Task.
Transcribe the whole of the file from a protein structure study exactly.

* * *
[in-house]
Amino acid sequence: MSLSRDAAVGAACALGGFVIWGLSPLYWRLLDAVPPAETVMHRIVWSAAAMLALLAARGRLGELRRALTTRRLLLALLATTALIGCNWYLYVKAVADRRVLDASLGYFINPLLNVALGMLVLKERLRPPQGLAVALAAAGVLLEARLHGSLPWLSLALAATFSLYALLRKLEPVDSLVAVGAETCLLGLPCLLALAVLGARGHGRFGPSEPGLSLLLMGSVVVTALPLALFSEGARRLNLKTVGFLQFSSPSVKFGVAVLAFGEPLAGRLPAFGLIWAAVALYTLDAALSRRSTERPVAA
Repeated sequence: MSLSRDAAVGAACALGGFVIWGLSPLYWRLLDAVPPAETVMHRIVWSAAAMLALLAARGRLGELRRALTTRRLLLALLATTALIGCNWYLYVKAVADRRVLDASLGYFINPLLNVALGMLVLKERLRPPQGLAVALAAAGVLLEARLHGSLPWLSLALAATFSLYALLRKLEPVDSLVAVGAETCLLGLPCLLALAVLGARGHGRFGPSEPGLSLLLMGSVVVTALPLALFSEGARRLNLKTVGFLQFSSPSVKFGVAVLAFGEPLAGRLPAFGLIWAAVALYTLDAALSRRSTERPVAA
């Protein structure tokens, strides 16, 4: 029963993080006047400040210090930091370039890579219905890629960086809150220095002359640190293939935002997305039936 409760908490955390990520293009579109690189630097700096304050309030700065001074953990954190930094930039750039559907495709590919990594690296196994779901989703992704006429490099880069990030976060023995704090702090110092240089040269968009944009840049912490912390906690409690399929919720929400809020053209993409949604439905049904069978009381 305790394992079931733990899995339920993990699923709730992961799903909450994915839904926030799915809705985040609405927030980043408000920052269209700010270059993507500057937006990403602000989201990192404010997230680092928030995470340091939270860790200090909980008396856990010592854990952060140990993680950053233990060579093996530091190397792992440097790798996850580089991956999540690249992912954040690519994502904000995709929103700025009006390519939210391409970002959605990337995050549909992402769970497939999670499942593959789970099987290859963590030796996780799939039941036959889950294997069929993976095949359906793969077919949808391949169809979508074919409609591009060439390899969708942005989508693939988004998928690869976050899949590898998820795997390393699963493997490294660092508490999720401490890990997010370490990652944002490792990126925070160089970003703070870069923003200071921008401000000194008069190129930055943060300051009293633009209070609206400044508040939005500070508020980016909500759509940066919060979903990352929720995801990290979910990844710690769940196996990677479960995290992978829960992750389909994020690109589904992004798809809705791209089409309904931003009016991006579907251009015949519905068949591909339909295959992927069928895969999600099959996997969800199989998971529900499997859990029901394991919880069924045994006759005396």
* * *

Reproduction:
[in-house]
Amino acid sequence: MSLSRDAAVGAACALGGFVIWGLSPLYWRLLDAVPPAETVMHRIVWSAAAMLALLAARGRLGELRRALTTRRLLLALLATTALIGCNWYLYVKAVADRRVLDASLGYFINPLLNVALGMLVLKERLRPPQGLAVALAAAGVLLEARLHGSLPWLSLALAATFSLYALLRKLEPVDSLVAVGAETCLLGLPCLLALAVLGARGHGRFGPSEPGLSLLLMGSVVVTALPLALFSEGARRLNLKTVGFLQFSSPSVKFGVAVLAFGEPLAGRLPAFGLIWAAVALYTLDAALSRRSTERPVAA
Repeated sequence: MSLSRDAAVGAACALGGFVIWGLSPLYWRLLDAVPPAETVMHRIVWSAAAMLALLAARGRLGELRRALTTRRLLLALLATTALIGCNWYLYVKAVADRRVLDASLGYFINPLLNVALGMLVLKERLRPPQGLAVALAAAGVLLEARLHGSLPWLSLALAATFSLYALLRKLEPVDSLVAVGAETCLLGLPCLLALAVLGARGHGRFGPSEPGLSLLLMGSVVVTALPLALFSEGARRLNLKTVGFLQFSSPSVKFGVAVLAFGEPLAGRLPAFGLIWAAVALYTLDAALSRRSTERPVAA
């Protein structure tokens, strides 16, 4: 029963993080006047400040210090930091370039890579219905890629960086809150220095002359640190293939935002997305039936 409760908490955390990520293009579109690189630097700096304050309030700065001074953990954190930094930039750039559907495709590919990594690296196994779901989703992704006429490099880069990030976060023995704090702090110092240089040269968009944009840049912490912390906690409690399929919720929400809020053209993409949604439905049904069978009381 305790394992079931733990899995339920993990699923709730992961799903909450994915839904926030799915809705985040609405927030980043408000920052269209700010270059993507500057937006990403602000989201990192404010997230680092928030995470340091939270860790200090909980008396856990010592854990952060140990993680950053233990060579093996530091190397792992440097790798996850580089991956999540690249992912954040690519994502904000995709929103700025009006390519939210391409970002959605990337995050549909992402769970497939999670499942593959789970099987290859963590030796996780799939039941036959889950294997069929993976095949359906793969077919949808391949169809979508074919409609591009060439390899969708942005989508693939988004998928690869976050899949590898998820795997390393699963493997490294660092508490999720401490890990997010370490990652944002490792990126925070160089970003703070870069923003200071921008401000000194008069190129930055943060300051009293633009209070609206400044508040939005500070508020980016909500759509940066919060979903990352929720995801990290979910990844710690769940196996990677479960995290992978829960992750389909994020690109589904992004798809809705791209089409309904931003009016991006579907251009015949519905068949591909339909295959992927069928895969999600099959996997969800199989998971529900499997859990029901394991919880069924045994006759005396």